Tony Greenstein | 10 January 2015 | Post Views:

In Defence of Secularism and the Right to Criticise Religion

Not surprisingly the news this week has been dominated by
one story, the murder of 8 journalists on Charlie Hebdo.  The two assassins have in turn been killed after
a siege.

However those racists who attribute what happened in Paris or Pakistan today
to something peculiar to Muslims or Islam should bear in mind that it was only
in 2008 that the offences of blasphemy and blasphemous libel were abolished in
Britain.  I can remember the Whitehouse v Lemon blasphemy trial,
presided over by that incorrigible reactionary, Justice Alan King
Hamilton.  What became known as the Gay
trial for blasphemy in 1977, arose after Mary Whitehouse brought a
private prosecution against the magazine over James Kirkup’s poem The Love
That Dares To Speak Its Name
Blasphemy only applied to the Christian religion and when the move to secure
the abolition of the blasphemy laws gathered pace, many liberals sought to give
equal status to other religions!  King-Hamilton
himself was Jewish and the poem described homosexual acts between a Roman
centurion and Christ after the Crucifixion.

Street where journalists were murdered

The Gay News case aroused enormous public interest, both in this
country and overseas. At the outset, John Mortimer, QC, for Denis Lemon, the
editor of Gay News, moved to quash the indictment on the ground that
since England had become a multi-religious society, there could no longer be an
offence of blasphemy. King-Hamilton rejected this argument, saying that he
would be prepared to extend the definition to cover similar attacks on some
other religion.

After the defendants were convicted, he fined the magazine £1,000 and Denis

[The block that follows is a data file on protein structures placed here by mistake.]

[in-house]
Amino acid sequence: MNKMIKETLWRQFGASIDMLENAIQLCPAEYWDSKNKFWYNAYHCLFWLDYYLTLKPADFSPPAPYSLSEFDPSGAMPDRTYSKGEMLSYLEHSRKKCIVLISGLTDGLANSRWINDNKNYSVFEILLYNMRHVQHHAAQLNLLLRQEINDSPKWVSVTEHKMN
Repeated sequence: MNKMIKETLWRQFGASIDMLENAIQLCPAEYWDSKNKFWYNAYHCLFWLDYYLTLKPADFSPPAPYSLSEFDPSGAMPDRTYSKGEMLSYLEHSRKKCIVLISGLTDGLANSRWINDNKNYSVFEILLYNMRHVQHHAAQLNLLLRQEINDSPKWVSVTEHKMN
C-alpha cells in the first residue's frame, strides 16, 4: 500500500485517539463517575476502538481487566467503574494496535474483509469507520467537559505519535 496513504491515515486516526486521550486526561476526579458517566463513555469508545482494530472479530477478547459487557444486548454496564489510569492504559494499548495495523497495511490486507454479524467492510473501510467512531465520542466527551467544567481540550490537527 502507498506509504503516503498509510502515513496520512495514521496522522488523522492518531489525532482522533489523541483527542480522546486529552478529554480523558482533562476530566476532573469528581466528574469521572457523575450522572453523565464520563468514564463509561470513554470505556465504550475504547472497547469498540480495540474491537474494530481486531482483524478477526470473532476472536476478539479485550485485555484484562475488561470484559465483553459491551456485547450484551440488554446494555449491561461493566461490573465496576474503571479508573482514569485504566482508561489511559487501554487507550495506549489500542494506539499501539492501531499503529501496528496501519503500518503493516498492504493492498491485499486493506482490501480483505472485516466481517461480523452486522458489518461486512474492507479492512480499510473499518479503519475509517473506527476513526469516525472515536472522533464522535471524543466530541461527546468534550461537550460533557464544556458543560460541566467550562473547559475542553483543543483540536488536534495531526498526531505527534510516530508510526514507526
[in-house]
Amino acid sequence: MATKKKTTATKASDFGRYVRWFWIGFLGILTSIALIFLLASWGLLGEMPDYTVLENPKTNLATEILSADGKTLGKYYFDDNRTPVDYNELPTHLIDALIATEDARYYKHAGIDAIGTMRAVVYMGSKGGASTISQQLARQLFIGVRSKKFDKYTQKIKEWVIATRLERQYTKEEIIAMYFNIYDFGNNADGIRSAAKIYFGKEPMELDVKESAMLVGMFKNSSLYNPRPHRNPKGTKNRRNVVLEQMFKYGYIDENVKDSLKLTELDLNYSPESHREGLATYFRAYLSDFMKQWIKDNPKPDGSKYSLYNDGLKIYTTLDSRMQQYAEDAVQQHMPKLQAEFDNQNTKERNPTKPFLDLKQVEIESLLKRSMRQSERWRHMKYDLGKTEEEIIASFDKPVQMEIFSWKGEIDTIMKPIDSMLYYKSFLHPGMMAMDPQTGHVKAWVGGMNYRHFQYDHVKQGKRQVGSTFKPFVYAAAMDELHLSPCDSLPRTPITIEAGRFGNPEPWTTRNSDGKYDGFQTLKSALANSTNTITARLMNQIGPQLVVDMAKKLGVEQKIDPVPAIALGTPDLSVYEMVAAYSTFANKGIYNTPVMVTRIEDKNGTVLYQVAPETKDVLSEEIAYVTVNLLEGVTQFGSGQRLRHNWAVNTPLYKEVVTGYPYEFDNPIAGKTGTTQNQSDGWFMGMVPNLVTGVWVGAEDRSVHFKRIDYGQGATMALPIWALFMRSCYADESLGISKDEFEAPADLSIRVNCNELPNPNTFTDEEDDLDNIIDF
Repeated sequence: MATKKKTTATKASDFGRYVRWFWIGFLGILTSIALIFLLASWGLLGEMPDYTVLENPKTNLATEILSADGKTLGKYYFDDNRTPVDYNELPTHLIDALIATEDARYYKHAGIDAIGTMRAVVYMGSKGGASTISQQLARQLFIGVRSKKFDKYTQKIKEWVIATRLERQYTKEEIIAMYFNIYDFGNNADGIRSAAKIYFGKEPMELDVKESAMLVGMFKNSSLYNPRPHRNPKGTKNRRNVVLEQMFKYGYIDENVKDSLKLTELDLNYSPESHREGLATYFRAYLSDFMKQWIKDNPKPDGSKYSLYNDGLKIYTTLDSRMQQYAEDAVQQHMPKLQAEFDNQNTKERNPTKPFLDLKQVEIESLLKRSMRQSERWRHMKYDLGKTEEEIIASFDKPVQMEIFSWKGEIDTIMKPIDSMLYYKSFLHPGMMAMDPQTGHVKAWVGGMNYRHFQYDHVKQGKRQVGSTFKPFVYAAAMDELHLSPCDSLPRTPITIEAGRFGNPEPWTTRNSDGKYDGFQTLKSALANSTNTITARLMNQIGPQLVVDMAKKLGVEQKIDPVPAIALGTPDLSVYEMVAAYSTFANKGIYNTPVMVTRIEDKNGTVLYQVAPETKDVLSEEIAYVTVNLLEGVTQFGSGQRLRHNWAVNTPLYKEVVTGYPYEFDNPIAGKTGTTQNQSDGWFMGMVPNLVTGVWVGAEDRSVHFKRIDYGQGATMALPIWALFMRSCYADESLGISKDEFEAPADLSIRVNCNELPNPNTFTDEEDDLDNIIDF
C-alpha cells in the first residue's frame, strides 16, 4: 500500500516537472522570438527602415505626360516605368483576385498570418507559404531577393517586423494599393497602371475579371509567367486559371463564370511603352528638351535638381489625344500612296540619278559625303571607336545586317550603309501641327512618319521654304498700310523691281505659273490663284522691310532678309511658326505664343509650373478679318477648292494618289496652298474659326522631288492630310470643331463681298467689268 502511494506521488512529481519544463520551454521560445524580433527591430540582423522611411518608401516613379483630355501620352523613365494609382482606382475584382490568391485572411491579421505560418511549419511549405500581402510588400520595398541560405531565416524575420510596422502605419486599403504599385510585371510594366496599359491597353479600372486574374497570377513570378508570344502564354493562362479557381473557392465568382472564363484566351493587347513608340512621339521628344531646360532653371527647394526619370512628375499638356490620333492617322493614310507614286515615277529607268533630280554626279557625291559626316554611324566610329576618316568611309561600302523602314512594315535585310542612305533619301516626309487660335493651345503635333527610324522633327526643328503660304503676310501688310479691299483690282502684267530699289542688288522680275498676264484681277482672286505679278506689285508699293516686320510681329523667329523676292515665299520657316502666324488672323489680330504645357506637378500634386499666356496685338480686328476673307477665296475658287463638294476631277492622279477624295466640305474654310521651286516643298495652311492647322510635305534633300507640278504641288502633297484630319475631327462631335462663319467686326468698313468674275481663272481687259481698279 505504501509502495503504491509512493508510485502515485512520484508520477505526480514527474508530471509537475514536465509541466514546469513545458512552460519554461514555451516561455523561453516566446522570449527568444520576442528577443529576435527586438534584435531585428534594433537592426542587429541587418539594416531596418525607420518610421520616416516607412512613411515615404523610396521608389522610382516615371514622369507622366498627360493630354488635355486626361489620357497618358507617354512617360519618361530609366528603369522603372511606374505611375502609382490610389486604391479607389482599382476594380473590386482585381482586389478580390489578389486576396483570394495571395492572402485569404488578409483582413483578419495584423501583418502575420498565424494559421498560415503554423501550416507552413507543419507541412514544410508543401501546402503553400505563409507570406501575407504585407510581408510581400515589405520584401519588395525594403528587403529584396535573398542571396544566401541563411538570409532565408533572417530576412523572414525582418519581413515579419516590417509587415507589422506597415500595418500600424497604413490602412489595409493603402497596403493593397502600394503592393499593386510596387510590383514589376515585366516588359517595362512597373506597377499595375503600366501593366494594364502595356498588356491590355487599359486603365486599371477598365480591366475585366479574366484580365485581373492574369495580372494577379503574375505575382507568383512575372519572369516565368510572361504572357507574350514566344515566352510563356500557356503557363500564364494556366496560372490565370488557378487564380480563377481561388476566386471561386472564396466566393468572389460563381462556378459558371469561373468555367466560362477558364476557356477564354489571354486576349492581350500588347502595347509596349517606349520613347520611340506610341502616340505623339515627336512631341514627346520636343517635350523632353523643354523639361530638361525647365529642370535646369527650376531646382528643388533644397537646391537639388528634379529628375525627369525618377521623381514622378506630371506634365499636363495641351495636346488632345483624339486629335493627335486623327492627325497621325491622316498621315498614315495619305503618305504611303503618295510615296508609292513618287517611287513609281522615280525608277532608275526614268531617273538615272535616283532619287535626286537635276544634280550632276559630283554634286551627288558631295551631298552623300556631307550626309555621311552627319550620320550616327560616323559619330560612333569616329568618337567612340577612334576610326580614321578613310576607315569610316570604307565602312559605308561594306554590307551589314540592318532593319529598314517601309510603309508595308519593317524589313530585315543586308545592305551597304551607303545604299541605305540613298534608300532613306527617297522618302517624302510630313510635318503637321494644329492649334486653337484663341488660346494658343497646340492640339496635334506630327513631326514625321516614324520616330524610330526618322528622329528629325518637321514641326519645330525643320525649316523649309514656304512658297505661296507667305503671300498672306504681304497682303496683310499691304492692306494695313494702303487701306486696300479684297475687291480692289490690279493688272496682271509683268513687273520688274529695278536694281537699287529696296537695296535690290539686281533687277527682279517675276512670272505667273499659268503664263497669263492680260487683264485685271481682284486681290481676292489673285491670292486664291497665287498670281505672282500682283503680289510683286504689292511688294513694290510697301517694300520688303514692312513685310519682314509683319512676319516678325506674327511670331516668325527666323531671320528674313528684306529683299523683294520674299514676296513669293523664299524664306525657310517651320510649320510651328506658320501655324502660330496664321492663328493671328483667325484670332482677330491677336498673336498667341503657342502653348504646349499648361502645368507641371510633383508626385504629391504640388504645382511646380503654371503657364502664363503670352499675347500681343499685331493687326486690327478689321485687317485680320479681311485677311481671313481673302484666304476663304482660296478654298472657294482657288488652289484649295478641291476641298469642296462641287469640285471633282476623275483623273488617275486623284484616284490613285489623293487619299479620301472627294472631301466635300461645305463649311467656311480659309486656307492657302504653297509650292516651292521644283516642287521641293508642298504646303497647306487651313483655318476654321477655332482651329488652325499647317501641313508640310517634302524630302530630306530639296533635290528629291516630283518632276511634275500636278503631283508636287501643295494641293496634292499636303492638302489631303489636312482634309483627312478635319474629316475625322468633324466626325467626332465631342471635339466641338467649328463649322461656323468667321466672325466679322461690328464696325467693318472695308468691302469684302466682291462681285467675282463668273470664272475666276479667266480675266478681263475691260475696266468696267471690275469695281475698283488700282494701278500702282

Lemon £500. He also gave Lemon a suspended sentence of nine months’
imprisonment, a term which he later conceded was wrong and which was overturned
on appeal. The verdict was upheld by a majority of 3:2.

But this is of scant comfort to the relatives of the murdered journalists of
Charlie Hebdo.  Socialists and
progressives should be quite clear that   
secularism, the separation of state and religion, is a fundamental
principle, and the fascist trash who carried out these murders deserve to be shot
like the rats they were.  It is no
surprise that those lovely creatures of US foreign policy – Al Quaeda and ISIS –
are the ones who have come out in support of the murder of the journalists.

However it should not be imagined for one moment that the murders that took
place represent anything but a tiny minority of disenfranchised Muslim
youth.  Every community, religious or
otherwise, has its share of bigots.  If
the prophet Mohammed is all he is cracked up to be then I find it difficult to
believe that a few cartoons are more hurtful than the slaughter of innocents by
ISIS or the starvation of millions in the world today.

Many liberals, including some on the left, supported replacing Britain’s
blasphemy laws with an incitement to religious hatred act which came close to
outlawing some criticism of religion.  We
should be clear that the criticism of religion is a fundamental right of any
free society, be it by Pussy Riot and the Orthodox Church in Russia or the Danish
cartoons.  Of course the motivation may
on occasion be racist but the way to deal with that is the way that all forms
of racism are dealt with, not by acts of murdering those who are deemed to have
been excessively critical.

Tony Greenstein

Posted in

Tony Greenstein

Leave a Comment

This site uses Akismet to reduce spam. Learn how your comment data is processed.